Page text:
Examples 6-9 were conducted to demonstrate the performance of the process of the present invention in comparison with the performance of equal amounts of DMBA. A comparison with DMBA is of particular interest due to DMBA's acceptance as a polyurethane catalyst and its relatively high toxicity. These examples were conducted using the formulation and procedure described above with the catalyst and amounts indicated in Table 3. Data from these experiments are shown in Table 3 and demonstrate the utility of the catalysts of the present invention.
Experiments for Comparative Examples 10,11 were conducted to demonstrate the performance of various single catalysts and to provide a baseline for comparison with the catalyst and process of the present invention. These experiments were conducted using the above-indicated procedure and formulation, using the proportions of catalyst indicated in Table 4.
A series of experiments were performed to demonstrate various embodiments of the present invention. These experiments, reported as Examples 12 through 21, were conducted using the above procedure and formulation with the catalysts, amounts and proportions indicated in Table 4. Data collected during these experiments is reported in Table 4. This data reveals that the catalyst and process of the present invention may be used to produce a polyurethane foam which is at least commensurate in characteristics and reaction performance with foams produced by the catalysts in Comparative Examples 10 and 11. As Table 4 shows, the catalyst and process of the present invention may be used to produce an open foam which displays no significant shrinkage. In addition, the catalyst may be used to produce a medium tight foam, which has many uses, such as for packing material and insulation. Further, none of the foams produced in Examples 12 through 21 exhibited significant residual odor. This is in contrast to the foam produced in Example 10 using NEM, which typically has a strong odor.
Compression tests were performed on the foams produced in Examples 10, 11, and 17 through 21. These tests were performed using standard ASTM test procedures. In this test a 2×2×1 inch piece of foam was compressed between two plates at a set temperature and humidity. For the 50% and 90% compression tests, the foam was squeezed between the plates to decrease the height of the foam by 50 and 90%, respectively. The foam was left in the compression apparatus for a set period of time, after which the pressure was released. The percent of the foam's original height lost as a result of compression was then measured, and is reported in Table 5 as "set 50%" or "set 90%". As an examination of Table 5 indicates, the catalyst system of the present invention may be used to produce a polyurethane foam with compression set characteristics well within the range of those produced by other catalysts, without the toxicity and odor characteristic of catalysts known in the art.
It will be understood that various changes and modifications may be made in the above described catalyst system and process without departing from the spirit of the invention, particularly as defined in the following claims.
TABLE 1______________________________________SYMBOL DEFINITION______________________________________X Rise HeightTI Initiation Time (Sec.)TR Rise TimeTF Foaming Time (TR - TI)dx/dt Peak Rise Rate (Inches/Min.)Tp Time to Peak Rate of RiseP Maximum PressureTG Gel Time (Seconds)TA Time to Maximum PressureNEM N--ethyl morpholineNMPM N--methoxypropyl morpholineNMPNMP N--methoxypropyl-N'--methyl piperazineNMPP N--methoxypropyl piperazineNN'MPP N,N'bis(methoxypropyl) piperazineDMBA Dimethylbenzylamine______________________________________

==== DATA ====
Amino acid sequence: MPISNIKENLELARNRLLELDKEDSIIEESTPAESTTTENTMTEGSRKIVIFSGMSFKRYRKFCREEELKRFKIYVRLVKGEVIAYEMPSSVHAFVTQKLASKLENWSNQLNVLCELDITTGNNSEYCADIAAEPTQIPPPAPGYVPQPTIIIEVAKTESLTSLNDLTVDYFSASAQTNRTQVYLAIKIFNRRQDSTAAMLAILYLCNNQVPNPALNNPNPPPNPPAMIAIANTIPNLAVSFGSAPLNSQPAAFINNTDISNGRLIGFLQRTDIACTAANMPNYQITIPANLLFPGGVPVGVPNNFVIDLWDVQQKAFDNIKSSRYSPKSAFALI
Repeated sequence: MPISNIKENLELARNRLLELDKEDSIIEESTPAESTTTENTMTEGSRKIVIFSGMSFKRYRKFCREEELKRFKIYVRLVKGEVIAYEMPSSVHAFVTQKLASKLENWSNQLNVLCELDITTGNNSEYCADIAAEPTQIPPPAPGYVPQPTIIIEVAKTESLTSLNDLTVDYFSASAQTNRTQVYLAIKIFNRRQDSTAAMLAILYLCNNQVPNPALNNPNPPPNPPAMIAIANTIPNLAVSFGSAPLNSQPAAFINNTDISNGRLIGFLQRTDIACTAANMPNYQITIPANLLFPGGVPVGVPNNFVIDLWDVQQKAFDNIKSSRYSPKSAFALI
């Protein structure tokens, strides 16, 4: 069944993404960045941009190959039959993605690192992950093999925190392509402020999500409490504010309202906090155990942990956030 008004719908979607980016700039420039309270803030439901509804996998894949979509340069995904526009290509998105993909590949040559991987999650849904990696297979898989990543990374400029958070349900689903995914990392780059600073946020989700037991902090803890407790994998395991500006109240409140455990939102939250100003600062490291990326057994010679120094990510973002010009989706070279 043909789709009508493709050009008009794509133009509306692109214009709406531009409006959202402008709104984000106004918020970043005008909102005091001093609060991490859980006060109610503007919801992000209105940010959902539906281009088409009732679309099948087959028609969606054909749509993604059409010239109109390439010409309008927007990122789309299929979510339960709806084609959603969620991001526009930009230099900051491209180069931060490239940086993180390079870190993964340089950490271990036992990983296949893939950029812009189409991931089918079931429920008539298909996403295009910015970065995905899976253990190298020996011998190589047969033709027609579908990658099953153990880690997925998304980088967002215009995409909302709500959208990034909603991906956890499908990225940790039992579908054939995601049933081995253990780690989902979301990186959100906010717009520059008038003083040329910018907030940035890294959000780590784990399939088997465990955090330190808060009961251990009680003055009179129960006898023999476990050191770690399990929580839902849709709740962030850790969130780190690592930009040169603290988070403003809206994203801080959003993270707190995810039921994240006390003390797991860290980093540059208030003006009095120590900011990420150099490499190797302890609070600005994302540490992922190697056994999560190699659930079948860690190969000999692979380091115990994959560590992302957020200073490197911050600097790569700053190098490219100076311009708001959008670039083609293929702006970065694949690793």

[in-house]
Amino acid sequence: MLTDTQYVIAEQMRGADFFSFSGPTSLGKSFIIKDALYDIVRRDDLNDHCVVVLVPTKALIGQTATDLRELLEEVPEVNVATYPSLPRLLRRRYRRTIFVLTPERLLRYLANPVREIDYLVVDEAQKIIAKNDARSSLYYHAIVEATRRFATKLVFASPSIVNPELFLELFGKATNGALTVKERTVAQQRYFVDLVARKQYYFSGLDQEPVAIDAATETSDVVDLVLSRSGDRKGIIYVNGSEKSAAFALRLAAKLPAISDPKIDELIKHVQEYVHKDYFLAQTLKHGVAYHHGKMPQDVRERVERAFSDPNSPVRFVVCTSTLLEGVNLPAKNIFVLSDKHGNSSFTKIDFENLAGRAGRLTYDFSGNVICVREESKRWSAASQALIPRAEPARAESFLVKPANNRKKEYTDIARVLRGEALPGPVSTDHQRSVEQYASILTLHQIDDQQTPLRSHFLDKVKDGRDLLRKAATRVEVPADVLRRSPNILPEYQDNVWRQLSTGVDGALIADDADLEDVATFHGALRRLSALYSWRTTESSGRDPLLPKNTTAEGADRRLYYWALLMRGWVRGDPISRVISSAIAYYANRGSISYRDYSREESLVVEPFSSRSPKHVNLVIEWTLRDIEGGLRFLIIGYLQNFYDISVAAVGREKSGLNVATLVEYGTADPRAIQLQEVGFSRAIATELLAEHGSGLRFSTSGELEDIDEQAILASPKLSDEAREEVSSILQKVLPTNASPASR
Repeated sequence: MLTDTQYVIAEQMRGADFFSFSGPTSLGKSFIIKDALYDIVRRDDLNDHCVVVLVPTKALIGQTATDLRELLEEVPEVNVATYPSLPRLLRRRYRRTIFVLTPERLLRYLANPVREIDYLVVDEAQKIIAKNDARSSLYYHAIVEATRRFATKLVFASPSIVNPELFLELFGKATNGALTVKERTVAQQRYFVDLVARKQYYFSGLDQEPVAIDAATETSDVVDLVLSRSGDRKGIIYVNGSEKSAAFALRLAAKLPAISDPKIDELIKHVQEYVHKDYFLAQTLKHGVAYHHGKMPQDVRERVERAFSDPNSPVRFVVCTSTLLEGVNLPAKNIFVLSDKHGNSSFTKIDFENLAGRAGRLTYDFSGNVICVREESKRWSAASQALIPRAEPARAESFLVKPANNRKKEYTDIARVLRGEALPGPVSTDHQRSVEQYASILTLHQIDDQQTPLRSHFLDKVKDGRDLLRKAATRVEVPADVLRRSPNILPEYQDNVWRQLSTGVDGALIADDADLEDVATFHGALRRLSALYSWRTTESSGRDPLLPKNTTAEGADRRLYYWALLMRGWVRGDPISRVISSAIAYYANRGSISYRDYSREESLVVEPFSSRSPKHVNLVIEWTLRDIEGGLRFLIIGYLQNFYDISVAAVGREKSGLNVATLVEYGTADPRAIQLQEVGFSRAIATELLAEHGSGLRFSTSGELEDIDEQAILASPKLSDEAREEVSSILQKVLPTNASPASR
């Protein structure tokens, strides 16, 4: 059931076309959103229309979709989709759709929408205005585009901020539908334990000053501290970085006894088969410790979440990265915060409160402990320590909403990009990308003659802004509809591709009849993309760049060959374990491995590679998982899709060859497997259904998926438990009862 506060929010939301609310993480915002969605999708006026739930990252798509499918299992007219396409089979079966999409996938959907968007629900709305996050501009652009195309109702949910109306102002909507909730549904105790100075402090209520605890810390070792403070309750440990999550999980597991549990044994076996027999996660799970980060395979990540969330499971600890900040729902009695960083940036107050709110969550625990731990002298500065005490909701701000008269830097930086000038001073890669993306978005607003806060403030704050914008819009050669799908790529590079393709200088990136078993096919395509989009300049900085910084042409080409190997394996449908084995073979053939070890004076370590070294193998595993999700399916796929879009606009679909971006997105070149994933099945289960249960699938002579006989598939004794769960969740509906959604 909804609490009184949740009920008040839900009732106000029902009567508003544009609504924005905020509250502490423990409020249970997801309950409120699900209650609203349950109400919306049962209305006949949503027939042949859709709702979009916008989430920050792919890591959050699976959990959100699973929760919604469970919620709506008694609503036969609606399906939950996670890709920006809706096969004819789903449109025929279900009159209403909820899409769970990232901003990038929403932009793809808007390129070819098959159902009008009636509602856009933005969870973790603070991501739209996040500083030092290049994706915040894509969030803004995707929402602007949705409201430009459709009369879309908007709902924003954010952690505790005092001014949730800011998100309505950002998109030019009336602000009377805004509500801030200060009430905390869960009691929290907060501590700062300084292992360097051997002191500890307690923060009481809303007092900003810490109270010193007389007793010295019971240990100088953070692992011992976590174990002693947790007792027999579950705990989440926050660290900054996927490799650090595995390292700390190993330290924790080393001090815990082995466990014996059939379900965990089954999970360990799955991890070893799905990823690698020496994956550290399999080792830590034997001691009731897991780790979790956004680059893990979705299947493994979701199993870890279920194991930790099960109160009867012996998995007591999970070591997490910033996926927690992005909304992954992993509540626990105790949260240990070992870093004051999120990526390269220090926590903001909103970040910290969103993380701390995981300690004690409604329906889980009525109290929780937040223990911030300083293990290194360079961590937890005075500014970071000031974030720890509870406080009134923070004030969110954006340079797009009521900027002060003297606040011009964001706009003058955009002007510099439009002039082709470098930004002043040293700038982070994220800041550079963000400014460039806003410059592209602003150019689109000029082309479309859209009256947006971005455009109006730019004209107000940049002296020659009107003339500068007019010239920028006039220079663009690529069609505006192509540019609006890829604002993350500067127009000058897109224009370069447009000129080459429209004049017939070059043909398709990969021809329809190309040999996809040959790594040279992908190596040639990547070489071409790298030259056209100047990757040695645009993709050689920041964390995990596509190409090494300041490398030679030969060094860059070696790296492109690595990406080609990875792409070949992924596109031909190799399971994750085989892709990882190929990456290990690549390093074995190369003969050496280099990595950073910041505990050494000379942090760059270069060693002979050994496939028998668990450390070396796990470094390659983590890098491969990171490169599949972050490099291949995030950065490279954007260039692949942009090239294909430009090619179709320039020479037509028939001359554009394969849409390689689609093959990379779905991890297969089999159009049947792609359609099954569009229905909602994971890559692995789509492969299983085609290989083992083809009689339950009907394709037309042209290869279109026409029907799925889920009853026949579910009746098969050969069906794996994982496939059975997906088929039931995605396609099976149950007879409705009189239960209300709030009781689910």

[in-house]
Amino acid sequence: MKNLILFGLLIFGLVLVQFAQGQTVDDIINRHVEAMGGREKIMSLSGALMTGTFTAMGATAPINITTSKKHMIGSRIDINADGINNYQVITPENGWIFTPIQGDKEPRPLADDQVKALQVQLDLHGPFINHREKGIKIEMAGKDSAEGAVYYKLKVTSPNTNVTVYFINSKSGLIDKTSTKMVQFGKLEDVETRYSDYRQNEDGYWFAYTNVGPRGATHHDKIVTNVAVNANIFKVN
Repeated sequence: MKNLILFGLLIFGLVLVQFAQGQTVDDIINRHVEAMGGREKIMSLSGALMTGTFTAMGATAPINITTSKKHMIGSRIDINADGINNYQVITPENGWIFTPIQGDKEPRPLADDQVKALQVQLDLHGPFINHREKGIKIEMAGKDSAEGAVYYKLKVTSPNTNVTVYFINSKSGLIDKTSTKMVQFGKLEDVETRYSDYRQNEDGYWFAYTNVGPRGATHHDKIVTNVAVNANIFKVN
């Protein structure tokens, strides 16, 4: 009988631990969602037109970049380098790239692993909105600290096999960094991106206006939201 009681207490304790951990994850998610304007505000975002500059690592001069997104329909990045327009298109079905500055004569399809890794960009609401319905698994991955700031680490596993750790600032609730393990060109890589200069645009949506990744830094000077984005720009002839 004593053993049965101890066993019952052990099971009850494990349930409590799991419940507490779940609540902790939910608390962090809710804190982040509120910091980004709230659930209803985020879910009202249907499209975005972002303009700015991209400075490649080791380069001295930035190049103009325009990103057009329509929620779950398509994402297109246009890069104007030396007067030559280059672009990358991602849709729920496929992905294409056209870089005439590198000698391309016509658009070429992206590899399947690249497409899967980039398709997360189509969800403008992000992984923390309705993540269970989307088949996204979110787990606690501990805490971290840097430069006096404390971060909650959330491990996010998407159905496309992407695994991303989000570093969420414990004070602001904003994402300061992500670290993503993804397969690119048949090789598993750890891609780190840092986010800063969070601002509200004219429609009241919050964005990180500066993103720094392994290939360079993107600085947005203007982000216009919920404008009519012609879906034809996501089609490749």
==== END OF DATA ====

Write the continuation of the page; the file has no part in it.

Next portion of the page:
TABLE 2__________________________________________________________________________EX. CATALYST X TI TR TF dx/dt Tp P TG TA TG -TI__________________________________________________________________________1 NEM 15.25 145 273 128 11.71 160 1.88 256 466 2102 NMPM 15.59 155 306 151 10.25 158 1.59 283 491 1283 NMPNMP 15.30 117 216 99 14.64 141 1.88 206 386 894 NMPP 14.86 140 282 142 11.71 141 2.06 254 450 1145 NN'MPP 15.25 133 270 137 11.71 135 1.77 240 448 107__________________________________________________________________________
TABLE 3__________________________________________________________________________EX. CATALYST PHP X TI TR TF dx/dt Tp P TG TA__________________________________________________________________________6 DMBA 1.0 16.49 32 72 40 35.14 45 -- -- 817 NMPNMP 1.0 18.42 25 57 32 49.78 35 0.84 29 658 DMBA 0.75 17.40 38 93 55 29.28 53 0.18 92 1039 NMPNMP 0.75 18.10 31 73 42 36.60 43 0.71 35 83__________________________________________________________________________
TABLE 4__________________________________________________________________________EX. CATALYST PHP X TI TR TF dx/dt Tp P TG TA REMARKS__________________________________________________________________________10 NEM 2.0 17.64 27 67 40 39.53 37 0.82 32 73 Foam very open.11 NMPM 3.0 16.49 37 84 47 27.82 55 -- -- -- Foam very open.12 NMPNMP 1.0 18.42 25 57 32 49.78 35 0.84 29 65 Top shrink.13 NMPNMP 0.75 18.10 31 73 42 36.60 43 0.70 35 65 Top shrink.14 NN'MPP 2.0 16.81 27 60 33 46.85 41 -- -- -- Strong shrink of top.15 NMPM 1.0 17.23 34 80 46 30.74 52 0.13 -- 86 Foam open. NMPNMP 0.516 NMPM 1.7 15.86 39 99 50 21.96 62 0.17 -- 110 Foam open. NMPNMP 0.517 NMPM 1.4 17.69 28 65 37 39.53 36 -- -- -- Foam open. NMPNMP 0.618 NMPM 1.5 16.81 31 72 41 33.67 44 -- -- -- Foam very open. NMPNMP 0.519 NMPM 1.0 17.54 28 65 37 42.46 39 -- -- -- Foam med. tight. NN'MPP 1.520 NMPM 1.5 17.84 28 65 37 40.99 40 -- -- -- Foam med. tight. NN'MPP 1.221 NMPM 2.0 17.96 29 70 41 38.06 43 -- -- -- Foam open. NN'MPP 0.8__________________________________________________________________________
TABLE 5______________________________________ COMPRESSION COMPRESSIONEX. DENSITY SET. 50% SET 90%______________________________________10 1.9 32.1 43.311 1.98 22.5 39.313 1.82 65.5 74.317 1.86 31.3 71.818 1.9 30.5 47.219 -- 35.3 --20 -- 48.4 --21 -- 41.0 --______________________________________
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|U.S. Classification||521/129, 521/128, 544/398, 528/53, 528/52, 544/177|
|International Classification||C08G18/00, C08G18/18, C08G18/20|
|Dec 6, 1984||AS||Assignment|
Owner name: ABBOTT LABORATORIES NORTH CHICAGO, IL A CORP. OF
Free format text: ASSIGNMENT OF ASSIGNORS INTEREST.;ASSIGNORS:CARLSEN, RUSSELL O.;CASATI, FRANCOIS M.;RADEN, DANIEL S.;REEL/FRAME:004336/0514
Effective date: 19831031
Owner name: ABBOTT LABORATORIES,ILLINOIS
Free format text: ASSIGNMENT OF ASSIGNORS INTEREST;ASSIGNORS:CARLSEN, RUSSELL O.;CASATI, FRANCOIS M.;RADEN, DANIEL S.;REEL/FRAME:004336/0514
Effective date: 19831031
|Aug 12, 1985||AS||Assignment|
Owner name: AIR PRODUCTS AND CHEMICALS INC., ALLENTOWN, PA.
Free format text: ASSIGNMENT OF ASSIGNORS INTEREST.;ASSIGNOR:ABBOTT LABORATORIES;REEL/FRAME:004441/0510
Effective date: 19850731
|Apr 25, 1988||FPAY||Fee payment|
Year of fee payment: 4
|Apr 6, 1992||FPAY||Fee payment|
Year of fee payment: 8
|Sep 24, 1996||REMI||Maintenance fee reminder mailed|
|Feb 16, 1997||LAPS||Lapse for failure to pay maintenance fees|
|Apr 29, 1997||FP||Expired due to failure to pay maintenance fee|
Effective date: 19970219